Mesa Grande kindergartner Jacob Aguilera and his mother, Sara Perez, were shocked when they found out Scholastic was giving Aguilera $100 worth of books for him to give to his school library.
On Dec. 8, Aguilera's name was drawn in a raffle when he attended a local Scholastic book sale earlier that day.
"When they called me about Jacob, I was at work so I thought it was an emergency," Perez said.
On Wednesday, Aguilera and the school library were presented with the donation by a Scholastic representative and Clifford, Scholastic's most famous "big red dog."
"It's really cool," said a shy Aguilera, who was also given his own book to keep.
But Aguilera is not the only beneficiary from the annual Scholastic book sale.
For the past 11 years, Scholastic has teamed up with Hesperia's Parent Coordinating Council by creating a book sale that has dedicated itself to raising money towards scholarships for high school seniors within the Hesperia Unified School District. Held in Hesperia High School's cafeteria, the book sale accumulated a record profit of $37,100 — an increase of $6,000 from the previous year. Out of the total revenue, Scholastic will allocate $7,400 towards scholarships.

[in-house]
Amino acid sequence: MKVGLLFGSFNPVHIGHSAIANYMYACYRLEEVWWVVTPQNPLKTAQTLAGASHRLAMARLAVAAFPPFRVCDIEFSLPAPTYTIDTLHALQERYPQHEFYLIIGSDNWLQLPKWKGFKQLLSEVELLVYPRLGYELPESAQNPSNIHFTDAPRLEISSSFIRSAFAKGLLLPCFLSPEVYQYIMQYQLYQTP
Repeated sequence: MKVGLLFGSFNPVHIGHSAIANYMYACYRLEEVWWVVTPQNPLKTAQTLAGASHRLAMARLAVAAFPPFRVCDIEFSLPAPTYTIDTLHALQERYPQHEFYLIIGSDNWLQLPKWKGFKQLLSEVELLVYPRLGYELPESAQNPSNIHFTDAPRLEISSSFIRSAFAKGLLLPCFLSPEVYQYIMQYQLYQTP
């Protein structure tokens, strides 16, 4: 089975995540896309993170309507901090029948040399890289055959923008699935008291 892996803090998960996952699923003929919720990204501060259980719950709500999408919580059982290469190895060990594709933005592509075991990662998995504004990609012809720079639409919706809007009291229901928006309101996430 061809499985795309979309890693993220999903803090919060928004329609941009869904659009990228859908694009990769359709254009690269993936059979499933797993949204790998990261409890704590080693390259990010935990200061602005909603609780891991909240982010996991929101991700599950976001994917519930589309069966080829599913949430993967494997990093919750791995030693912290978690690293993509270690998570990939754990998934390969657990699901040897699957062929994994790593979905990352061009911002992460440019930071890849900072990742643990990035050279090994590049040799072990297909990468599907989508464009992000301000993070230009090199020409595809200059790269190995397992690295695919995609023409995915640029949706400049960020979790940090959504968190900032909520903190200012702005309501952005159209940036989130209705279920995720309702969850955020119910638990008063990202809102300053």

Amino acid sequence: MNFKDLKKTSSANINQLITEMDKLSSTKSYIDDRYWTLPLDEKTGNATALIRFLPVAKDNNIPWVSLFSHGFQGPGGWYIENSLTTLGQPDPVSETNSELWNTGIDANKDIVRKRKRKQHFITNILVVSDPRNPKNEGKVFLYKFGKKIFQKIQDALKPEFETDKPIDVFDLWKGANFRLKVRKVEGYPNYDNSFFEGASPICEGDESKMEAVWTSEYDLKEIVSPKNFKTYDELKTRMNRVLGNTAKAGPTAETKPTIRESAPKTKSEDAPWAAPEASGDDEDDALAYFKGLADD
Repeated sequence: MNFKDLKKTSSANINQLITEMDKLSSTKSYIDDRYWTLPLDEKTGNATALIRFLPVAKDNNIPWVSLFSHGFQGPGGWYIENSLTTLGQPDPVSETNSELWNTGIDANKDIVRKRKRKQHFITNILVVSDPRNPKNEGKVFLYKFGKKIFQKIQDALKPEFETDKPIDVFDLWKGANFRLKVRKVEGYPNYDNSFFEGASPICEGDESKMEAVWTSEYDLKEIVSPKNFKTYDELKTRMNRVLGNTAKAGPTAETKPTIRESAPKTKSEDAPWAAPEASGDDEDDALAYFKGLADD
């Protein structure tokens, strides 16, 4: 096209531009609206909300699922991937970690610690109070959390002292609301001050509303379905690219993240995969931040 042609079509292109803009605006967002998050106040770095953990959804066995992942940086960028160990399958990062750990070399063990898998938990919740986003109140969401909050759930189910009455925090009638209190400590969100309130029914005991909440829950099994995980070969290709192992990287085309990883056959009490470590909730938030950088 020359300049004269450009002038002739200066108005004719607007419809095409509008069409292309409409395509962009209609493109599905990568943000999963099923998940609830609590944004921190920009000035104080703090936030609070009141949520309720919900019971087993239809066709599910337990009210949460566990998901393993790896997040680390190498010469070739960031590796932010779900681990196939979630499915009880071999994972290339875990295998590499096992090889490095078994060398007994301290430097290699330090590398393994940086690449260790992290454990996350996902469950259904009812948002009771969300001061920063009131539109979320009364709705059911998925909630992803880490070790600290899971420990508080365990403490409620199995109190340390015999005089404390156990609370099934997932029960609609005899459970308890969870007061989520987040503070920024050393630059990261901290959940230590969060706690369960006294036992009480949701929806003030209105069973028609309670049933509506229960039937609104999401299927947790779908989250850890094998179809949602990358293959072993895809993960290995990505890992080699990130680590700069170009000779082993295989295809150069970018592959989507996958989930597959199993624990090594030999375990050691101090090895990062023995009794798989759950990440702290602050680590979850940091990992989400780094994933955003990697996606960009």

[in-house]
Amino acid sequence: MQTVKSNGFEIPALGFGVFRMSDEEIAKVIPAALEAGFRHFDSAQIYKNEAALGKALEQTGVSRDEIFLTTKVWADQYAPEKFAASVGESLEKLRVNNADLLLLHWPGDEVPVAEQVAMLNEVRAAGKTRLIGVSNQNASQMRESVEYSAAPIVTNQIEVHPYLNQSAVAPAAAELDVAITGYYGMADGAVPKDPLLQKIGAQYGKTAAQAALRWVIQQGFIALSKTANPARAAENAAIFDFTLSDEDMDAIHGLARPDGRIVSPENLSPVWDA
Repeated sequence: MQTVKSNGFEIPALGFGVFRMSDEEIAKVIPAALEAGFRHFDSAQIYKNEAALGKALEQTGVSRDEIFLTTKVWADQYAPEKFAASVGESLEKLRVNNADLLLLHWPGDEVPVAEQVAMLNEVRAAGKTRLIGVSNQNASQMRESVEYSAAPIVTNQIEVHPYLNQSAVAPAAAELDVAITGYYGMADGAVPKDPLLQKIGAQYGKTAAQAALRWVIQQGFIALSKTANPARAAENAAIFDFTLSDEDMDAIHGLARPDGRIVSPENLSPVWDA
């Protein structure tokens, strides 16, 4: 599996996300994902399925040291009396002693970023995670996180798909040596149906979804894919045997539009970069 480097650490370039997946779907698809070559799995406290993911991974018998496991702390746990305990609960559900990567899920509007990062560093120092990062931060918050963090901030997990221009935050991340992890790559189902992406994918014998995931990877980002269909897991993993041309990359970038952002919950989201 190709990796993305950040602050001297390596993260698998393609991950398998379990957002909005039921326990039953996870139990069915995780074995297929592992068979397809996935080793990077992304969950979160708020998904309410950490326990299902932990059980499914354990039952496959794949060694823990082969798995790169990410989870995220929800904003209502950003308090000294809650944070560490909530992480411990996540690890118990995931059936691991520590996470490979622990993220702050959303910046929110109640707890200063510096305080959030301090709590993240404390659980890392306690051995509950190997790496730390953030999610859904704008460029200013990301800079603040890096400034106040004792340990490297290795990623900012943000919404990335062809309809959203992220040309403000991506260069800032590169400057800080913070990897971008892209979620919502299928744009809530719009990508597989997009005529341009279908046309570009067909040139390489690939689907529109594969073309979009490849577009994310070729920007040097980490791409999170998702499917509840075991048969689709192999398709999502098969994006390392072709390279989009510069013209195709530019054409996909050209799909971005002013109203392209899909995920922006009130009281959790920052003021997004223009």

"It's a great scholarship opportunity for good kids who maybe are not the best students, but are hard workers," said Pat Edwards, a member of the panel that determines the scholarship winners.
Every year, Scholastic provides the district with new books that are sold at half price. Ranging from pre-school books to those for adults, the book sale has continued to grow in popularity every year. Not only was this year the most successful sale in the region's history, but it surpassed every other Scholastic warehouse sale throughout the nation.
"We knew that parents and teachers would come from all over to take advantage of the discounted books, but this is by far the largest book sale we've ever had," said Patty Murbach, a member of the Parent Coordinating Council.
One of the contributing factors that was responsible for the substantial increase in revenue was the decision to change the date of the book sale. In previous years, the event had always been held in February. But with its change to December, the district was able to take advantage of the holiday rush.
"People told me it looked like Black Friday," Murbach said.
The relationship between Scholastic and HUSD seems to be appreciated at all grade levels. Mesa Grande's librarian, Brenda Sewell, did everything she could to advertise the book sale in its preceding weeks.
"It's a fantastic way for teachers to get twice the amount of books for their purchase orders," Sewell said. "We just wanted to make sure we got the word out."